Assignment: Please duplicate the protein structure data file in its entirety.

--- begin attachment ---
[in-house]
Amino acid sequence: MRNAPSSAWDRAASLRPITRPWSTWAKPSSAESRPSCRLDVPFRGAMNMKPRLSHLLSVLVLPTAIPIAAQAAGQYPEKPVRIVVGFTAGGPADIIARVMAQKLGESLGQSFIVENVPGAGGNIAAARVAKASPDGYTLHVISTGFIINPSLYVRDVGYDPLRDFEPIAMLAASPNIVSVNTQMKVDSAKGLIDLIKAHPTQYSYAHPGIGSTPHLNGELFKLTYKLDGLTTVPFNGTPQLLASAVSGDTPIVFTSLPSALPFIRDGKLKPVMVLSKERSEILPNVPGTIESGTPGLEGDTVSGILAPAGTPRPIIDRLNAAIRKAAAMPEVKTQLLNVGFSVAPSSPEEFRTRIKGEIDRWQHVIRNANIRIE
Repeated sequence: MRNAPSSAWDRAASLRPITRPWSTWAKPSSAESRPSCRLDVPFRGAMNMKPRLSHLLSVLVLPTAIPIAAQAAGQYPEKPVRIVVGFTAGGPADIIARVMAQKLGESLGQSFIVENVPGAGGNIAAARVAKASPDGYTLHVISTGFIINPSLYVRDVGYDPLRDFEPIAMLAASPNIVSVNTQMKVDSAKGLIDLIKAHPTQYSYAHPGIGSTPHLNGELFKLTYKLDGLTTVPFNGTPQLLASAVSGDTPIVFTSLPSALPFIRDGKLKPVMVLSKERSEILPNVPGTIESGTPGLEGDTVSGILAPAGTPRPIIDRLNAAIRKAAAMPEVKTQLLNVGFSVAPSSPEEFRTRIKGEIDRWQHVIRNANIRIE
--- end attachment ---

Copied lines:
[in-house]
Amino acid sequence: MRNAPSSAWDRAASLRPITRPWSTWAKPSSAESRPSCRLDVPFRGAMNMKPRLSHLLSVLVLPTAIPIAAQAAGQYPEKPVRIVVGFTAGGPADIIARVMAQKLGESLGQSFIVENVPGAGGNIAAARVAKASPDGYTLHVISTGFIINPSLYVRDVGYDPLRDFEPIAMLAASPNIVSVNTQMKVDSAKGLIDLIKAHPTQYSYAHPGIGSTPHLNGELFKLTYKLDGLTTVPFNGTPQLLASAVSGDTPIVFTSLPSALPFIRDGKLKPVMVLSKERSEILPNVPGTIESGTPGLEGDTVSGILAPAGTPRPIIDRLNAAIRKAAAMPEVKTQLLNVGFSVAPSSPEEFRTRIKGEIDRWQHVIRNANIRIE
Repeated sequence: MRNAPSSAWDRAASLRPITRPWSTWAKPSSAESRPSCRLDVPFRGAMNMKPRLSHLLSVLVLPTAIPIAAQAAGQYPEKPVRIVVGFTAGGPADIIARVMAQKLGESLGQSFIVENVPGAGGNIAAARVAKASPDGYTLHVISTGFIINPSLYVRDVGYDPLRDFEPIAMLAASPNIVSVNTQMKVDSAKGLIDLIKAHPTQYSYAHPGIGSTPHLNGELFKLTYKLDGLTTVPFNGTPQLLASAVSGDTPIVFTSLPSALPFIRDGKLKPVMVLSKERSEILPNVPGTIESGTPGLEGDTVSGILAPAGTPRPIIDRLNAAIRKAAAMPEVKTQLLNVGFSVAPSSPEEFRTRIKGEIDRWQHVIRNANIRIE